Hi Blake, can you tell us a bit about what you are up to lately?
I'm doing stand-up around town, promoting sometimes on the gram. I teach elementary school during the day, so I've got a new group now I'm pretty excited about. Gonna spend the year brainwashing them into loving Bob Ross and Orcas.
What is most important to you at this moment?
Conversation! Conversation where people aren't afraid to help each other by saying some things that may feel hurtful on the surface. I know this is a "writer" saying this, but I think we do our best thinking out loud, in speech. Or better said, we reveal our thinking to ourselves by speaking something out loud. We get to notice all the messed up and surprisingly caring things we really feel.
Can you remember the first words ( poem, story, lyric) you fell in love with?
I wanna say it was something by Sandra Cisneros. But if I'm honest, it was probably some Michelle Branch. Like, everything by Michelle Branch.
But…here's some sick Cisneros stuff, if you're down:
"Okay, we didn’t work, and all
memories to tell you the truth aren’t good.
But sometimes there were good times.
Love was good. I loved your crooked sleep
beside me and never dreamed afraid.
There should be stars for great wars like ours."
What is your earliest memory of writing?
I used to write down animals facts a lot. I subscribed to this thing where a company would send you a new pamphlet every month on a cool animal. And I basically just rewrote those facts on another piece of paper.
Is there a certain mantra/poem/song that has stuck with you through your life?
Sarah Mclachlan's song "Adia" has this part: "Believe me Adia, we are still innocent
It's easy, we all falter.
Does it matter?"
It just reminds me that we really gotta be generous with ourselves. I think all my favorite writing points to this idea that if we could just look at ourselves from the outside, like we were somebody else--anybody else--we could finally be generous with ourselves. We'd think of ourselves as less guilty, less broken, and straight up, sexier. We should see ourselves as sexy. Sexy people are forgiven all day. We're patient with sexy people. They can't do much wrong. Just like the innocent. Kids are innocent and sexy people are forgiven. We gotta see ourselves as kids or sexy. Or we're doomed.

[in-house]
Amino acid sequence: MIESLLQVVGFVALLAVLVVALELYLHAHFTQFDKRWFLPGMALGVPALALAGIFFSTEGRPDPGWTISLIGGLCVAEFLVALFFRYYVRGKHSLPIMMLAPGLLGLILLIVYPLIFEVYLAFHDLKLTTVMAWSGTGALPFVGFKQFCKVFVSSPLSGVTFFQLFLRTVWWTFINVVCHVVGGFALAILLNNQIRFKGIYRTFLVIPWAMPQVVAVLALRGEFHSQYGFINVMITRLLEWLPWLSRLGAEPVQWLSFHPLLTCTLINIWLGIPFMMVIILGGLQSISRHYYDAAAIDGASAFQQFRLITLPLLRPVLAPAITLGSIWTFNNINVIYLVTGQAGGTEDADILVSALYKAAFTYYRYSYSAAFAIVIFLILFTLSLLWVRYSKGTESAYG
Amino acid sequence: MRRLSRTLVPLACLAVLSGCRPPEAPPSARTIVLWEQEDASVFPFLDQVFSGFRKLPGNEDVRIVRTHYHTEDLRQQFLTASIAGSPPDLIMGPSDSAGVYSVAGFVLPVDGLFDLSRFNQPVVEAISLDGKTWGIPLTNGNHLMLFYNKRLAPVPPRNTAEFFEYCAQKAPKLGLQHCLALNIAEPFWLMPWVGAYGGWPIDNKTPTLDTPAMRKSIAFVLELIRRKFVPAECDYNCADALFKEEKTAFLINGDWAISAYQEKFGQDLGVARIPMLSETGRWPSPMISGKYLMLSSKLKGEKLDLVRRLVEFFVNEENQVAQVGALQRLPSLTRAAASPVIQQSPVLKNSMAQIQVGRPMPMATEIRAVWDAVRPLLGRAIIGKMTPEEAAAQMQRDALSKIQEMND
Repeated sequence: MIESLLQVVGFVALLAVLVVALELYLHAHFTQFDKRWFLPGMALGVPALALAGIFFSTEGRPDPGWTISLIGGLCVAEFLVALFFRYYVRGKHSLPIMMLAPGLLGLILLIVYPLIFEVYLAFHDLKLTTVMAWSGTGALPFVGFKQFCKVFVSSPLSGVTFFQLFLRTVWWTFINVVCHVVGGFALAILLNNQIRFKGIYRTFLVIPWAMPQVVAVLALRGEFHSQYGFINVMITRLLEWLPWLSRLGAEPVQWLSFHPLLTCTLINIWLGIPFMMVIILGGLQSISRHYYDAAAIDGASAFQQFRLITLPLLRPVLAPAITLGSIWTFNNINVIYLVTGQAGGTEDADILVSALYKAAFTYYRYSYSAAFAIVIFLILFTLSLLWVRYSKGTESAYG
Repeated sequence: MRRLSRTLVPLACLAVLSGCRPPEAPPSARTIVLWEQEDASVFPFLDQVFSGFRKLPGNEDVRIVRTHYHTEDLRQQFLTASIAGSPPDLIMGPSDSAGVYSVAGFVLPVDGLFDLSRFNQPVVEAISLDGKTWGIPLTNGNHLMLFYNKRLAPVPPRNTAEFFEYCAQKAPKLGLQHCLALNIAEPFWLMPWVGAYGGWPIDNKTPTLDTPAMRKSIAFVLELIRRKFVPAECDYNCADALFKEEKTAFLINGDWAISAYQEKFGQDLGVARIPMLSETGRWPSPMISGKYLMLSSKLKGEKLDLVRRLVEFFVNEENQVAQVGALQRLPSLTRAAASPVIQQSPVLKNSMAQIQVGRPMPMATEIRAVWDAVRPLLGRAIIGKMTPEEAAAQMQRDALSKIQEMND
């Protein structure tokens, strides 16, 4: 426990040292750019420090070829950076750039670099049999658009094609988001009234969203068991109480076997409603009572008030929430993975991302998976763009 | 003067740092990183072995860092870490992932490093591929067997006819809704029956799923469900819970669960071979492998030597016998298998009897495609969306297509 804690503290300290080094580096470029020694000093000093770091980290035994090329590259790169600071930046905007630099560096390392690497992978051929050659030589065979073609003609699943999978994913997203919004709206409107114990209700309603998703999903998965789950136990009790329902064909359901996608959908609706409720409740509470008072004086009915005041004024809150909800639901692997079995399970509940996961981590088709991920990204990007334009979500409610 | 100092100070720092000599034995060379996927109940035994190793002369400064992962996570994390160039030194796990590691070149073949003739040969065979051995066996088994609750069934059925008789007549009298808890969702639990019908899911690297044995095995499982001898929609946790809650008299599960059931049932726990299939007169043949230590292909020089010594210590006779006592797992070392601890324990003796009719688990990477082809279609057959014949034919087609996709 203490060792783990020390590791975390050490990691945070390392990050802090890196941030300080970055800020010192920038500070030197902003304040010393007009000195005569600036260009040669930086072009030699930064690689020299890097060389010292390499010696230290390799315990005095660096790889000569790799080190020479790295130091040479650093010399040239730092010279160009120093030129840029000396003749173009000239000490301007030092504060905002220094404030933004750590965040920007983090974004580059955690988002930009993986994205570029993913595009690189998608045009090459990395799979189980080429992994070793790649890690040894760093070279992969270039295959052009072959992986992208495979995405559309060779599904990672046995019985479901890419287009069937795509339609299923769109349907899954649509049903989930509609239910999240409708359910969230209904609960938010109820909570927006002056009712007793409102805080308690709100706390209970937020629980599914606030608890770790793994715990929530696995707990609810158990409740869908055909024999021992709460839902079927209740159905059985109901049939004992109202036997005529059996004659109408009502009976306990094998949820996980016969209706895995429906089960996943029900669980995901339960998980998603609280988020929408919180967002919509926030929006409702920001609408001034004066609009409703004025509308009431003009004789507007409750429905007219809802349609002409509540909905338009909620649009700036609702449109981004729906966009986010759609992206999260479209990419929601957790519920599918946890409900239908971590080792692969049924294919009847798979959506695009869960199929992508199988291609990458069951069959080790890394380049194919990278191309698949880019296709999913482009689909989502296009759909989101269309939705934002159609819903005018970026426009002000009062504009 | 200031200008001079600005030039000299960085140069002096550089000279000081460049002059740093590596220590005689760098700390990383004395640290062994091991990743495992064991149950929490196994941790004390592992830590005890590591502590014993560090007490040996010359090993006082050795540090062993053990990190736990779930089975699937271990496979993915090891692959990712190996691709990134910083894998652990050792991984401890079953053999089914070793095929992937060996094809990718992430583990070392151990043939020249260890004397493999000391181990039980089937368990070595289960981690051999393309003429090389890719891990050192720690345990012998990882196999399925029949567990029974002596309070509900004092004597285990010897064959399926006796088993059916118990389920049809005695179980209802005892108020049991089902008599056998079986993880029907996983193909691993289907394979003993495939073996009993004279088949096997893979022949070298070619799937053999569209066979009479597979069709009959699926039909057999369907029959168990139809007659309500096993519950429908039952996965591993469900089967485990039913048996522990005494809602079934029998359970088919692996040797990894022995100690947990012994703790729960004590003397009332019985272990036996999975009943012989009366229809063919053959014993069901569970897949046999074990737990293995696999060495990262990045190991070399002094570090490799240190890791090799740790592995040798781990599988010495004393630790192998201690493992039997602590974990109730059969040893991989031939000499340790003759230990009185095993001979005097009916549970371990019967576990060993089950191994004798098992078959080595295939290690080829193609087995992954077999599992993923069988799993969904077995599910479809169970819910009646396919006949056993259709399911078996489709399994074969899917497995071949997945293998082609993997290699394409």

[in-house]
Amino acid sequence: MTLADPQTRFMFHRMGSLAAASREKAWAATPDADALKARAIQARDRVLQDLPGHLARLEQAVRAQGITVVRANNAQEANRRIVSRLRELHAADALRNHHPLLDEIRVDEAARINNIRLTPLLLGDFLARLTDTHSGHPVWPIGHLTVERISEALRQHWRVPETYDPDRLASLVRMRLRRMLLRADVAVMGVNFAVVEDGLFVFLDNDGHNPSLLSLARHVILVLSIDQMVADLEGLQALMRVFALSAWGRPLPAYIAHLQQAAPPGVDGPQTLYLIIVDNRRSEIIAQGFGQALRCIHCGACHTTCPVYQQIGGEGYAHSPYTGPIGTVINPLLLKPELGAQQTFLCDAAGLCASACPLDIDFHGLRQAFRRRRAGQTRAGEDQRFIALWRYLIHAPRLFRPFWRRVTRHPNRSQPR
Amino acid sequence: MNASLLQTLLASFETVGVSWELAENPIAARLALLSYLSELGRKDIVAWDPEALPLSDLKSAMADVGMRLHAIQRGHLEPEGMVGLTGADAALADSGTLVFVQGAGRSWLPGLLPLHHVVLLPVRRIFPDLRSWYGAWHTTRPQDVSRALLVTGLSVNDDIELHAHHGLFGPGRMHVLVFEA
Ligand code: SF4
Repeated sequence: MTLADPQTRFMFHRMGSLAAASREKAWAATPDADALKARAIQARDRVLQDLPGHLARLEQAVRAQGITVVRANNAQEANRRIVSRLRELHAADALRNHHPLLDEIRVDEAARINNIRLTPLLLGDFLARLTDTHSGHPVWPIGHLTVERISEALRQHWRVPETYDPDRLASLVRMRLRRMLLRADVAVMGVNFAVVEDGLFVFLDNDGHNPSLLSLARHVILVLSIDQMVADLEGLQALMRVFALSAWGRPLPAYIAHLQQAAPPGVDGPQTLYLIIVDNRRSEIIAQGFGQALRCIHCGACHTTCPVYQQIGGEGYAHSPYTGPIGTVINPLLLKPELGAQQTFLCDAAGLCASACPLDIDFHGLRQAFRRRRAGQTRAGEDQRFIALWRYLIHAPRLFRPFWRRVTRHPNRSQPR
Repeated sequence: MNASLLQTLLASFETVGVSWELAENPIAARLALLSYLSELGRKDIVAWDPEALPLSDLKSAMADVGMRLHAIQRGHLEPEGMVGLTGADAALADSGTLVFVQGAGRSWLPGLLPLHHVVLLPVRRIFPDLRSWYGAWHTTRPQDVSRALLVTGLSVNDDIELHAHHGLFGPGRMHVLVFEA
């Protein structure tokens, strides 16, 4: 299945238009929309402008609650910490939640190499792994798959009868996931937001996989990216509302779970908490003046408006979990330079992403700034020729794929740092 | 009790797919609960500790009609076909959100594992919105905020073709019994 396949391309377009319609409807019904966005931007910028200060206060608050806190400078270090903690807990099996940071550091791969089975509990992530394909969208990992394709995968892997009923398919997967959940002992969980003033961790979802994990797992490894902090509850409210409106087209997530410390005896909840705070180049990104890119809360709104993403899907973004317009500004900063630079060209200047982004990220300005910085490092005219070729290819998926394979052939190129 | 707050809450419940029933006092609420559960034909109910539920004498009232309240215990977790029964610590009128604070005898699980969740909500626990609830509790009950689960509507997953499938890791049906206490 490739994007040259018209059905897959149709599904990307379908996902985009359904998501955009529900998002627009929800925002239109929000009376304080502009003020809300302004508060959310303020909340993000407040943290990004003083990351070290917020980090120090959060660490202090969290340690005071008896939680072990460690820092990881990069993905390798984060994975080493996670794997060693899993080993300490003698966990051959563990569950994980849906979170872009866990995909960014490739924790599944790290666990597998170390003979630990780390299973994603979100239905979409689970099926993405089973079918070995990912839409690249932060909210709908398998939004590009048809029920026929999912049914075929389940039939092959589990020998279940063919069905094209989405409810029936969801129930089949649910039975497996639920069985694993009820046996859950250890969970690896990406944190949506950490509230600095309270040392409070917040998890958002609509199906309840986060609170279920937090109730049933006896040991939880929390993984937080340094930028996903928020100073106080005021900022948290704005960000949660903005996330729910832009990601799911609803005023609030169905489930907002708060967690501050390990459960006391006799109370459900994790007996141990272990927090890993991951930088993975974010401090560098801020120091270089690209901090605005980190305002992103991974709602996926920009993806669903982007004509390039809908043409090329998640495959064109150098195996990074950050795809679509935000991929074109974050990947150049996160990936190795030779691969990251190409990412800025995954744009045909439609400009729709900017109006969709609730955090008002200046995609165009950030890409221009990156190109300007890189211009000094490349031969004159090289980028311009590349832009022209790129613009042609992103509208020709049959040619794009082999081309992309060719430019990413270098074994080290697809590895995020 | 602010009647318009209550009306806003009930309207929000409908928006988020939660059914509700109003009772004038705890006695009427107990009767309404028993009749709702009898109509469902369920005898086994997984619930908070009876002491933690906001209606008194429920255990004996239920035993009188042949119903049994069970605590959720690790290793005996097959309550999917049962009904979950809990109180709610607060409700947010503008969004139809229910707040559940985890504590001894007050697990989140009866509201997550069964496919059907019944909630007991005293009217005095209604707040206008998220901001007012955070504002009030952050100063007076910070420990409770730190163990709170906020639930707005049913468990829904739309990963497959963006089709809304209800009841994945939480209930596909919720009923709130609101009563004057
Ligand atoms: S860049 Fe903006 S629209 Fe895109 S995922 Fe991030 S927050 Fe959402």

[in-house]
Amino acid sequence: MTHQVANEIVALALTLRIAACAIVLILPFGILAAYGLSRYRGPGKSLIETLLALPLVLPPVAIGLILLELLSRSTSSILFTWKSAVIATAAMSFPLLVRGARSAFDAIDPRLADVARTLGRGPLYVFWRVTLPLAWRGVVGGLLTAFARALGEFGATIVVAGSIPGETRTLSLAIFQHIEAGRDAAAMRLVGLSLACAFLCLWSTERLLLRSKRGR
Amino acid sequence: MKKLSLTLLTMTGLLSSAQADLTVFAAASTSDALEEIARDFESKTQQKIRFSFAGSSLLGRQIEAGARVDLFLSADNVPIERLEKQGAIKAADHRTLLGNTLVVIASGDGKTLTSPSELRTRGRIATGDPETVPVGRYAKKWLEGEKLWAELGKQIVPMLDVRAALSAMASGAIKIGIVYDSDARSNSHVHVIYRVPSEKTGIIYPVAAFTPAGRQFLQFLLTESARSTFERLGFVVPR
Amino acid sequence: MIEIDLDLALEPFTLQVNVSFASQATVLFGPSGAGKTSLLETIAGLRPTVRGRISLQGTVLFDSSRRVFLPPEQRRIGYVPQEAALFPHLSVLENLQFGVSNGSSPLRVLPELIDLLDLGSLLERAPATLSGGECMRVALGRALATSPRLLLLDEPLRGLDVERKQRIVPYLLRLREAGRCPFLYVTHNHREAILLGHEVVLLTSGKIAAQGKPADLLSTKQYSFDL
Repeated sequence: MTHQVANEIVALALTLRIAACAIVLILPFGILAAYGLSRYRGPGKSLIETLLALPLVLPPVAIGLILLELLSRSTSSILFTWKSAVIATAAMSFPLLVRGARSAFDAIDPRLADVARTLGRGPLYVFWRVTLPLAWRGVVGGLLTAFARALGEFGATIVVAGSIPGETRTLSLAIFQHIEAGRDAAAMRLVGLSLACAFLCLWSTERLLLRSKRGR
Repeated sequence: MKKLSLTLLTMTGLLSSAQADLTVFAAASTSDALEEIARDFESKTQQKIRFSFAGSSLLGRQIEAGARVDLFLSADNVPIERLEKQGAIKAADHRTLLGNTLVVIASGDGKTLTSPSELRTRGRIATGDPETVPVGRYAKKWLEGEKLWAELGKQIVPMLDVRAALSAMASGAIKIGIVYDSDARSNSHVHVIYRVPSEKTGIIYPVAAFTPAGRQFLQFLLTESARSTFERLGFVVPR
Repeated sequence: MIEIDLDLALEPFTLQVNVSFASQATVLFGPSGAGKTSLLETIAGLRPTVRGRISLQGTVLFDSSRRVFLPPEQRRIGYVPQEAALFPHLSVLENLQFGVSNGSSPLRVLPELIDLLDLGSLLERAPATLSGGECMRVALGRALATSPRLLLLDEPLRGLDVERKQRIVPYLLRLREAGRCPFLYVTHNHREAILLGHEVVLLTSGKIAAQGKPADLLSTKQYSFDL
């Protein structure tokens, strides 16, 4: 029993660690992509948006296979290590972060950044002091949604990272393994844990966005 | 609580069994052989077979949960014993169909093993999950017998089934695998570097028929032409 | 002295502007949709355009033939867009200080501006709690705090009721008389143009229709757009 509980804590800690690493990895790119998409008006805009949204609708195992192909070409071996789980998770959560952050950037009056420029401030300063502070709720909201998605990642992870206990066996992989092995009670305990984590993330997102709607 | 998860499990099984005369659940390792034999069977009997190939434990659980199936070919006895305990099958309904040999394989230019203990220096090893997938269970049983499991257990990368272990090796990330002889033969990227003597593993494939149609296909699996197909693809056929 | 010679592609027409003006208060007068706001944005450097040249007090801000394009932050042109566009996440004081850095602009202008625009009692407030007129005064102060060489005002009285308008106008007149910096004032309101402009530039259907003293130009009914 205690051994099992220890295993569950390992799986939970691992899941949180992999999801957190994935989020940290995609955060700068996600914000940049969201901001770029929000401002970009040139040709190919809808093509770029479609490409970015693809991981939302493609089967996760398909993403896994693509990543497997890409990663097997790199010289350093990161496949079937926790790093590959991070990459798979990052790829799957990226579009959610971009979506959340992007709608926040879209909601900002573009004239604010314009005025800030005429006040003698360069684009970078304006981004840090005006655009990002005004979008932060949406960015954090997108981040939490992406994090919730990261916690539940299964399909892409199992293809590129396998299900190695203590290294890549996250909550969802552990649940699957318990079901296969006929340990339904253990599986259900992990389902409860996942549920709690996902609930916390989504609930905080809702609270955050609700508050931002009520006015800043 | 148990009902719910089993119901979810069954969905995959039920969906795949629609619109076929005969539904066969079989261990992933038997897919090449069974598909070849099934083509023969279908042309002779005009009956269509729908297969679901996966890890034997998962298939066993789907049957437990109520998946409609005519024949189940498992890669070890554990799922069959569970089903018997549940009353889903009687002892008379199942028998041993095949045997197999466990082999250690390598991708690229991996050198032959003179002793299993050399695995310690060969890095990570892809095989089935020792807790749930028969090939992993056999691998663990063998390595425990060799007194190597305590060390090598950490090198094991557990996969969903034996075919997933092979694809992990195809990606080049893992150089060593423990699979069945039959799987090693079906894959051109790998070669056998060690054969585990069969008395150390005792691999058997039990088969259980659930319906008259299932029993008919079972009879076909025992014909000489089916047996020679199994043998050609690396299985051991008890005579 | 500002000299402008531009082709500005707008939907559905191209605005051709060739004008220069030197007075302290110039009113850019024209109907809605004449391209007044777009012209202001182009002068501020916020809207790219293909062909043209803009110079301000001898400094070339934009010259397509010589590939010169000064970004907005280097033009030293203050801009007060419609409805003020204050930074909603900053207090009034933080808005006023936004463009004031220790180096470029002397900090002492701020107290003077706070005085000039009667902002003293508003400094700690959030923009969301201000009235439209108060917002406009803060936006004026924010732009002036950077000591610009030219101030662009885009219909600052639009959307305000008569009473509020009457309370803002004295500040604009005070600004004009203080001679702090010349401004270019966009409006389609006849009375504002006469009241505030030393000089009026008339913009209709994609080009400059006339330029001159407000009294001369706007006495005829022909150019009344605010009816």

What does it mean to you, to be tender?
Tender is bending. Bending in honor of someone. I have people in my life I just want to bend for. My girlfriend, for instance. I remember reading this piece of psychology about how it really matters how you greet someone. How you walk into a door. And the way you walk into a door really determines the genre of your interaction with a person. When I walk into the door, to see my girlfriend, I really think about bending for her. No matter how awful the day was. I wanna bend around my present problem and meet her at an angle that feels like love, and respect. Does this even make sense?
How does poetry connect us as human beings?
Poetry is just pure connection. It's connection through words. It reminds you that the better our relationship is to words, the better our relationship is to each other. More understanding of words means more understanding of the angles by which we can see each other. Uh oh, I'm talking angles again. I'm a regular anglerfish.
Where can we find more of your work?
All the most recent stuff is on instagram and of course for stand up, feel free to come to a show. So many good comics in this town. My favorites these days are Ramy Yousef, Aparna Nancharla, Drew Michael, and Keith Kelley.
Who would you like to see interviewed on We The Tender Hearted?
Kyle Martindale and Aly Wisekal.